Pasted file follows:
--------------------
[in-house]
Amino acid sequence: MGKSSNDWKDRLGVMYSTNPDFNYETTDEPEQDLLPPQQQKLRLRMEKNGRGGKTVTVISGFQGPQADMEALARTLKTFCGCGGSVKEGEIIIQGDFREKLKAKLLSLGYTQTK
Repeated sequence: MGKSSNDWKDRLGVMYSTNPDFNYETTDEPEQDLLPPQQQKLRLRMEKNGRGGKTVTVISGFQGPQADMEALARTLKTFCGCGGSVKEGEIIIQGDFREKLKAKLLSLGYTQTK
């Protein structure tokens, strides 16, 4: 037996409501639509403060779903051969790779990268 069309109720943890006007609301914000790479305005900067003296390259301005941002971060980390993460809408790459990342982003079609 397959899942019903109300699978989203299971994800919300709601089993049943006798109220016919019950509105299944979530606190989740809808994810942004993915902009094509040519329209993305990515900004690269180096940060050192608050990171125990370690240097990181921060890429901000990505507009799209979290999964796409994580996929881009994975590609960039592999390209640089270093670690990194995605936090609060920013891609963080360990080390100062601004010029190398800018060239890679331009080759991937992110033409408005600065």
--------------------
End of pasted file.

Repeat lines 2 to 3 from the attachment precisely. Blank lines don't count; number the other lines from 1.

Amino acid sequence: MGKSSNDWKDRLGVMYSTNPDFNYETTDEPEQDLLPPQQQKLRLRMEKNGRGGKTVTVISGFQGPQADMEALARTLKTFCGCGGSVKEGEIIIQGDFREKLKAKLLSLGYTQTK
Repeated sequence: MGKSSNDWKDRLGVMYSTNPDFNYETTDEPEQDLLPPQQQKLRLRMEKNGRGGKTVTVISGFQGPQADMEALARTLKTFCGCGGSVKEGEIIIQGDFREKLKAKLLSLGYTQTK